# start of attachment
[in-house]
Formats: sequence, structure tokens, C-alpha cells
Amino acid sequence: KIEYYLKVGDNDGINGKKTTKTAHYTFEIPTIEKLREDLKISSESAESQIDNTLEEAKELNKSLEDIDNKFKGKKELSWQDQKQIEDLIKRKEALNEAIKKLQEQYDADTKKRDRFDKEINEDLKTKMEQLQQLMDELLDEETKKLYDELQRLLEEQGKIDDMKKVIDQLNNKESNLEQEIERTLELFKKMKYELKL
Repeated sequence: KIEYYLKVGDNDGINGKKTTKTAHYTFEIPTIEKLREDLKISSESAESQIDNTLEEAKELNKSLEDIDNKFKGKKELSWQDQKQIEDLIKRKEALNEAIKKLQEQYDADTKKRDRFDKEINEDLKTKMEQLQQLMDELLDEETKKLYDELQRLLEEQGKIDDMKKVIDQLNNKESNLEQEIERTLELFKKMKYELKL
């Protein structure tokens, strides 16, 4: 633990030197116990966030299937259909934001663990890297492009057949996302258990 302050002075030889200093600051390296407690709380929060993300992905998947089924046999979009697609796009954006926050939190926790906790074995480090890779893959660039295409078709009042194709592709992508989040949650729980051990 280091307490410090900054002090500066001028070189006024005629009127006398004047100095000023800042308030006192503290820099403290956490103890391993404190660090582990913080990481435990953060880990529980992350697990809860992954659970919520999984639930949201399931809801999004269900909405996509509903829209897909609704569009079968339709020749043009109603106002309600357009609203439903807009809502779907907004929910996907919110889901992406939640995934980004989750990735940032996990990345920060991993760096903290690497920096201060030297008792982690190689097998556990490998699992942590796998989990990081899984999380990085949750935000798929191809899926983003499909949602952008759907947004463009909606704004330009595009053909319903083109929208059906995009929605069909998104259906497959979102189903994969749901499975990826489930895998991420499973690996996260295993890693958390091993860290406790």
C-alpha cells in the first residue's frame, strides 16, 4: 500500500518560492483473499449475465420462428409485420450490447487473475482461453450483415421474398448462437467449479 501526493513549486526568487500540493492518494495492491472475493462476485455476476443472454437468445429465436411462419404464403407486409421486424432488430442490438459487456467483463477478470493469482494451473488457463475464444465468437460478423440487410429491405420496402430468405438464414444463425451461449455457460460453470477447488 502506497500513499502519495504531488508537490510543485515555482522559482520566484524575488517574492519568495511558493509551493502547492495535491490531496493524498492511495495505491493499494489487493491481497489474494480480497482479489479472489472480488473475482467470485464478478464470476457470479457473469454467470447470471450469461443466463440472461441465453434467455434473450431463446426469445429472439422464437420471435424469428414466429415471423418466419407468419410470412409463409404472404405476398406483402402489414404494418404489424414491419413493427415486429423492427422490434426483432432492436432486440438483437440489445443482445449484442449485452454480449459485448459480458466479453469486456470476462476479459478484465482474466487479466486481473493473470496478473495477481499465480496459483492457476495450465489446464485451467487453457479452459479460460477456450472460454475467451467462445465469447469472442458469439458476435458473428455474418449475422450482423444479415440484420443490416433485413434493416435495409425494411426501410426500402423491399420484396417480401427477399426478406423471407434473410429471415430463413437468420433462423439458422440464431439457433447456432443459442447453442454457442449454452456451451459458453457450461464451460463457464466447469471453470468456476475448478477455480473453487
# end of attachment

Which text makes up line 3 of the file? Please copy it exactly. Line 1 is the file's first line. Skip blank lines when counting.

Amino acid sequence: KIEYYLKVGDNDGINGKKTTKTAHYTFEIPTIEKLREDLKISSESAESQIDNTLEEAKELNKSLEDIDNKFKGKKELSWQDQKQIEDLIKRKEALNEAIKKLQEQYDADTKKRDRFDKEINEDLKTKMEQLQQLMDELLDEETKKLYDELQRLLEEQGKIDDMKKVIDQLNNKESNLEQEIERTLELFKKMKYELKL